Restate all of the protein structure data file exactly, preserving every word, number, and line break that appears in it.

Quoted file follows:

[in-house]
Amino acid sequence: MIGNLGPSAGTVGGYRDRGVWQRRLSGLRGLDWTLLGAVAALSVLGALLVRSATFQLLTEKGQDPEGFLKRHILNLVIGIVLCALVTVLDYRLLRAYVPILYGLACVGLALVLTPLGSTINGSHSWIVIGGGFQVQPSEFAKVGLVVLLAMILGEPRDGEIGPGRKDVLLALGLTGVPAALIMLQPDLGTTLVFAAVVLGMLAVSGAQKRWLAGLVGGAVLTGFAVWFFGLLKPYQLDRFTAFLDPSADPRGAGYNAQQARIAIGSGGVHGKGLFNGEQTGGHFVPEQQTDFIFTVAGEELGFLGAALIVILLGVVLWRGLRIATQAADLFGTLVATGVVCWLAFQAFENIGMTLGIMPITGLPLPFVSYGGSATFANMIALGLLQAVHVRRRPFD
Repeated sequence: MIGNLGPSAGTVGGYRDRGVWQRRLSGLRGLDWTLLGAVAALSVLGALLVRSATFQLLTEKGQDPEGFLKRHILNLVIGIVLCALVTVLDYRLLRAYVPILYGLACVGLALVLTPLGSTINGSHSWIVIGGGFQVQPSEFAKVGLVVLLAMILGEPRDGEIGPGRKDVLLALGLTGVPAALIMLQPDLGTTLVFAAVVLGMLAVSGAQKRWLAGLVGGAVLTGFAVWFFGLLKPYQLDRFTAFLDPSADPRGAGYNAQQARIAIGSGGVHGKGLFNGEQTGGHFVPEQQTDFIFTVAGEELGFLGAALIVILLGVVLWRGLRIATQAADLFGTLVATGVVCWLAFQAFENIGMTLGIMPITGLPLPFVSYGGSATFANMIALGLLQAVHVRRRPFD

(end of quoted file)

[in-house]
Amino acid sequence: MIGNLGPSAGTVGGYRDRGVWQRRLSGLRGLDWTLLGAVAALSVLGALLVRSATFQLLTEKGQDPEGFLKRHILNLVIGIVLCALVTVLDYRLLRAYVPILYGLACVGLALVLTPLGSTINGSHSWIVIGGGFQVQPSEFAKVGLVVLLAMILGEPRDGEIGPGRKDVLLALGLTGVPAALIMLQPDLGTTLVFAAVVLGMLAVSGAQKRWLAGLVGGAVLTGFAVWFFGLLKPYQLDRFTAFLDPSADPRGAGYNAQQARIAIGSGGVHGKGLFNGEQTGGHFVPEQQTDFIFTVAGEELGFLGAALIVILLGVVLWRGLRIATQAADLFGTLVATGVVCWLAFQAFENIGMTLGIMPITGLPLPFVSYGGSATFANMIALGLLQAVHVRRRPFD
Repeated sequence: MIGNLGPSAGTVGGYRDRGVWQRRLSGLRGLDWTLLGAVAALSVLGALLVRSATFQLLTEKGQDPEGFLKRHILNLVIGIVLCALVTVLDYRLLRAYVPILYGLACVGLALVLTPLGSTINGSHSWIVIGGGFQVQPSEFAKVGLVVLLAMILGEPRDGEIGPGRKDVLLALGLTGVPAALIMLQPDLGTTLVFAAVVLGMLAVSGAQKRWLAGLVGGAVLTGFAVWFFGLLKPYQLDRFTAFLDPSADPRGAGYNAQQARIAIGSGGVHGKGLFNGEQTGGHFVPEQQTDFIFTVAGEELGFLGAALIVILLGVVLWRGLRIATQAADLFGTLVATGVVCWLAFQAFENIGMTLGIMPITGLPLPFVSYGGSATFANMIALGLLQAVHVRRRPFD